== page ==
The Alliance to Save Energy offers some tips to lower home and vehicle energy bills, pollution, and greenhouse gas emissions during this holiday season—and perhaps even spark some gift ideas.
Go LED. You can lower electricity costs and increase safety with LED (light emitting diode) holiday lights. They use 10 times less energy than incandescent minilights and 100 times less energy than standard bulbs, they last more than 50,000 hours, and they are safer because they’re virtually indestructible and cool. They are safe to the touch and eliminate fire concerns. They are easily strung and don’t overload a typical household electrical circuit. If the bulb does burn out, the other bulbs will stay lit, so you can easily replace the bad bulb.
Use timers. To further maximize holiday lighting savings, use timers to limit light displays to no more than six evening hours. Leaving lights on 24 hours a day will quadruple your energy costs—and create four times the pollution. Untended incandescent lights can cause fires, so always unplug your interior holiday lights before going to bed or leaving the house.
Be a Star. Buy energy-saving presents. Electronics, home office equipment, appliances and other products with the Energy Star label—the federal government’s symbol of energy efficiency—not only make great holiday gifts but can also cut related home energy bills up to 30 percent.
Get a credit. Make home improvements that keep your family toasty—and get a tax credit to boot. Add insulation, sealing, high efficiency windows—and save up to $500 on your federal income taxes if improvements are made by December 31, 2007. Details at http://www.ase.org/taxcredits.
Drive conservatively. Over the river and through the woods to grandmother’s house will cost more this year with higher gasoline prices, particularly high for this time of year. The http://www.ase.org/content/news/detail/3780” title=“Alliance to Save Energy offers maintenance and driving tips “>Alliance to Save Energy offers maintenance and driving tips to improve the fuel efficiency of your vehicles and lower your costs at the pump.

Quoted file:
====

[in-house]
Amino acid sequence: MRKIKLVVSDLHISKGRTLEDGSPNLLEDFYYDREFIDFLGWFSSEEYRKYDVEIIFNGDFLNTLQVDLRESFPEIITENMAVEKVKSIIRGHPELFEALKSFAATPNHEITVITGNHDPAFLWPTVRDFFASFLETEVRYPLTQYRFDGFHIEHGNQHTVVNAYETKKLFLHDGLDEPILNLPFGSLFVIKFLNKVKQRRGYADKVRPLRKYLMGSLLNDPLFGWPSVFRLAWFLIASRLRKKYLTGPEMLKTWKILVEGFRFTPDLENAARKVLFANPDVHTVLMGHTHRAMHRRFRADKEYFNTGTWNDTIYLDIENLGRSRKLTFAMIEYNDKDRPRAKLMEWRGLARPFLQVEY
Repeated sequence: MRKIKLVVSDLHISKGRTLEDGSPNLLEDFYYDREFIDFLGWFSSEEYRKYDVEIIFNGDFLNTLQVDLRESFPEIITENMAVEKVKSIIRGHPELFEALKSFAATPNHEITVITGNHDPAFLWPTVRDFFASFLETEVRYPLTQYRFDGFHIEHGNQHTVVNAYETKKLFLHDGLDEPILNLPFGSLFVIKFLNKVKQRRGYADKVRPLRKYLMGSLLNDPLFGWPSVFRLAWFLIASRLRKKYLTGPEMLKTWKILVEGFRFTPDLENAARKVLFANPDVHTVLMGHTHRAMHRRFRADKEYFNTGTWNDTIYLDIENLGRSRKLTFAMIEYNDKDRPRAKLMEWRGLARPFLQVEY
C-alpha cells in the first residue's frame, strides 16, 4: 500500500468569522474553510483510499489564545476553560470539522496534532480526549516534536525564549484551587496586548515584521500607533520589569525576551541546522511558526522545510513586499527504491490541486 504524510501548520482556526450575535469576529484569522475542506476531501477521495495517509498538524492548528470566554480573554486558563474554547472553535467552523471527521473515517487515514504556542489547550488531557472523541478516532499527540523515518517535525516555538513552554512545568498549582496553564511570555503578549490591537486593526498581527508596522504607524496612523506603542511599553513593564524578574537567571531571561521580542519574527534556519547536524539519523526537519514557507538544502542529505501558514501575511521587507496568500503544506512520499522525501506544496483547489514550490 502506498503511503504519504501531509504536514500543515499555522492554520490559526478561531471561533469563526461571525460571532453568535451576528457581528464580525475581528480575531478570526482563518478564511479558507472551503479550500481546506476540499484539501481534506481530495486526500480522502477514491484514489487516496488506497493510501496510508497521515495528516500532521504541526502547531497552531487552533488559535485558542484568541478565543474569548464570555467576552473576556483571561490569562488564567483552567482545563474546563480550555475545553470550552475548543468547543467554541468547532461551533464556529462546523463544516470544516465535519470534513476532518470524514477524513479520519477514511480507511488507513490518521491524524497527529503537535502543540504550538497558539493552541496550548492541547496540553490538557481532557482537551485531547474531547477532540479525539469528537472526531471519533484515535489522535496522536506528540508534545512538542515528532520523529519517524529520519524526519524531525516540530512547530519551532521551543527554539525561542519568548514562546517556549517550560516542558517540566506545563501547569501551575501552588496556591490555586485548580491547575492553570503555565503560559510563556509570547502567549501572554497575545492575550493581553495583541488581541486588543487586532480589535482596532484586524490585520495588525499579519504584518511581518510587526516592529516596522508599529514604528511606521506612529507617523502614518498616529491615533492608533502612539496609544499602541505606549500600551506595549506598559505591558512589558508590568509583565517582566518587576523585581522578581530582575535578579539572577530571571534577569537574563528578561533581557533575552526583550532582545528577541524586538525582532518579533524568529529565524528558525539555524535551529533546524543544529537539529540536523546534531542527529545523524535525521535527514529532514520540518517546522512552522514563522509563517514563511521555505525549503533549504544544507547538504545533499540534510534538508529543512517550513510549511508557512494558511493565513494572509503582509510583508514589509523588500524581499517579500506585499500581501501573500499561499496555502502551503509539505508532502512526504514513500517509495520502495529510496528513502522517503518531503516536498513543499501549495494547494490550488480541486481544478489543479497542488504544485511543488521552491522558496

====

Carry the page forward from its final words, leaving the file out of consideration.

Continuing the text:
Get in the spirit of Kwanzaa. Celebrate the African-American spiritual week of remembering, reassessing, recommitting, and rejoicing by reassessing your power consumption, recommitting to energy-efficient practices, and rejoicing in the savings.
Unplug the video games. And turn off the millionth broadcast of It’s a Wonderful Life. Read your favorite holiday story instead. Your children may appreciate your attention and time, and you will be saving energy in the process.
Put kids to work. Pay the local kids to shovel your driveway. Better to give them some extra spending money than to use it toward the purchase of a smog-producing, gas-guzzling snowblower.
No roasting chestnuts. At least not over an open halogen torchiere. It can burn hot enough to cause a fire, according to the U.S. Consumer Product Safety Commission. Instead, give yourself the gift of an energy-efficient Energy Star-certified torchiere lamp, for a brighter, thriftier, safer holiday.
Walk the walk. Or strap on those cross-country skies or roller blades or ride your bike to tour the neighborhood holiday decorations. It’s a great way to work off those extra holiday calories, and it will cut down on your gasoline costs.
Fa-la-la-la-la! Instead of leaving your door open to carolers and losing all that precious heat, pull on your parka, turn off the TV and electronics and join in the fun. It’s a great way to meet your neighbors, too!
Get more tips. Additional year-round, energy-efficiency tips and resources can be found on the Alliance to Save Energy’s http://www.ase.org/consumers”>consumer web site.
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Steven Castle is Electronic House's managing editor. he has been writing about consumer electronics, homes and energy efficiency topics for two decades. He is also the co-founder of GreenTech Advocates